An engineering consultant hired by Mr. Orosco reported that if the project was developed according to its recommendations, it “should not adversely affect flooding in the City of Artois [sic],” though “the 100-year flood elevations would be increased by as much as (1/4 foot) in a 1000-foot reach of Walker Creek downstream of County Road 33."
In other words, the worst flood every hundred years would be about three inches worse, for about a thousand feet of Walker Creek.
That hundred-year flood would be eight inches above the minimum road elevation, but planner Christy Leighton said that wouldn’t be a problem.
“Some water would flow back into the development,” she wrote. “But the flow can be prevented with a berm, which the developer promised to incorporate.”
In the hearing, advantage goes to the developer, who said that he already planned to rip-rap Walker Creek to avoid the problem.
Meanwhile, opponents’ lawyer Ken Hopkins looked rather foolish, charging that the plan didn’t show Mr. Orosco’s proposal, only to be rebutted by county engineer Tom Landon and admitting that he hadn’t read that part.
Then-and-now supervisor Keith Hansen recalls flooding being the primary concern – a memory not supported by the transcripts of the main hearing, in which supervisors focus at length on irrelevant concerns.
“If it flooded there, then the rest of the county would be paying for it,” Mr. Hansen says.
He recalls an incident when Highway 99 was covered with a foot of water.
“In response to a highway flooding, you call out the road department, the sheriffs. You don’t want to plan a facility” that will cause those sorts of impacts.
The project would have generated about $175,000 annually in property taxes, about $420,000 today and around one percent of the county’s budget. There’s no record of discussion on whether that money could offset possible effects like flooding.
The other relevant issue – what exactly the extra 1100 people would mean for – or do to – Artois was inconclusive. Still, at least one supervisor voted on that issue.
"There is little doubt that the proposed park will affect the social qualities of the Artois area,” planning director Ed Howard wrote to supervisors after the conflict-of-interest scandal broke.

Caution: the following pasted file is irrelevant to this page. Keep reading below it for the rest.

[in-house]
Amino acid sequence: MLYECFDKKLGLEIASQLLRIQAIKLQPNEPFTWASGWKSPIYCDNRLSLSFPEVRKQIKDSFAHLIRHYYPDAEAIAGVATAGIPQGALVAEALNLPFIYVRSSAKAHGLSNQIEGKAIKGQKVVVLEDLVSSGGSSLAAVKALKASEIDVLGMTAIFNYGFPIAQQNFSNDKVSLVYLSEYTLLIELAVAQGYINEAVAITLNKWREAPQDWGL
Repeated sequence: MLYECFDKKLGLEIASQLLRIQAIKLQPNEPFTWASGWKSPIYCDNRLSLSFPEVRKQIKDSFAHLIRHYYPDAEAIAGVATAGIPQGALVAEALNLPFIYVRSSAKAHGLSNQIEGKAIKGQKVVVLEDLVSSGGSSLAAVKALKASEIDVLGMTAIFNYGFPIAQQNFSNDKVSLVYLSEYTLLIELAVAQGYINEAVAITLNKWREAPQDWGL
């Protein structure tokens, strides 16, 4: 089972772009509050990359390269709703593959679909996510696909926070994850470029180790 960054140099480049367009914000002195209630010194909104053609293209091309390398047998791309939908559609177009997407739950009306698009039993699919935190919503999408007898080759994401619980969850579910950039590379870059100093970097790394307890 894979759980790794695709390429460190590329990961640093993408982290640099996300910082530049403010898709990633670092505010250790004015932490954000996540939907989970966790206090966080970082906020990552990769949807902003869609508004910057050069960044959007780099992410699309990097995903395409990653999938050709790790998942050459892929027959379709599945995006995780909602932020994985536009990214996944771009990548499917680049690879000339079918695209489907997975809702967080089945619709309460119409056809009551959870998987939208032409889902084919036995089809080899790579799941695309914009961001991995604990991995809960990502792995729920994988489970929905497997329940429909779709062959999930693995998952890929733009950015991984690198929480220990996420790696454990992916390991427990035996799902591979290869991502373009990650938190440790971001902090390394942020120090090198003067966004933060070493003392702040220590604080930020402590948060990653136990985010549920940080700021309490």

“The growth-inducing impact on the Artois area will be significant and Artois may lose some of its "small town" characteristics. The mobile home park along will probably not bring additional people to the County, but will tend to concentrate some of the natural growth in one small area.”
But planner Ms. Leighton wasn’t overly concerned.
"Some of the existing neighborhood commercial areas in Artois could be developed or redeveloped,” she said, noting that “seventy years ago there was extensive commercial development in Artois.”
How much people were concerned is up for debate. Certainly, those opposed were vocal about it. Later Journal articles note their opposition. But an earlier Journal article notes the rather different flavor of a September 1980 town hall meeting in Artois:
“‘Let’s get the show on the road and get the little town of Artois back on the map.’
“That remark, made by Artois resident Frank Sousa, seemed to sum up the majority of comments made by Artois citizens” on the proposed park.
Western Modular Company circulated a petition in favor of the project that, they write in an accompanying document, garnered 75 signatures.
Today, Mr. Hansen says he “doesn’t recall” Artois people mad.
But to supervisor Jean Rumiano then, expressed concerns were essential.
“I find it very difficult to say, ‘Yes, I want to make Artois a big place,’” Ms. Rumiano said. “I have a hard time in my own conscience trying to come to terms with 426 units in a community the size of Artois.”
It was on that conviction, she said, that drove her to make a motion to block the development.
The armchair quarterbacking
But most of the issues supervisors raised were mere armchair quarterbacking.
That is, minding the developer’s business, instead of the county’s business.
What makes a legitimate concern?
“Pointing to something site-specific,” Mr. Sprague says. He gives examples: if sewer systems are insufficient and “you can’t guarantee the toilets will flush, or it will have adverse affect on an intersection, or it won’t have fire protection.”
What isn’t germane to a project’s approval or reject, Mr. Sprague says, are numerous miscellaneous details. A planning commissioner that doesn’t like the floor plans, or interest rates, or trying to do social engineering – going above zoning in imposing a personal vision on the county.
We read Mr. Sprague the supervisors’ quotes below, without naming names; his responses are in italics.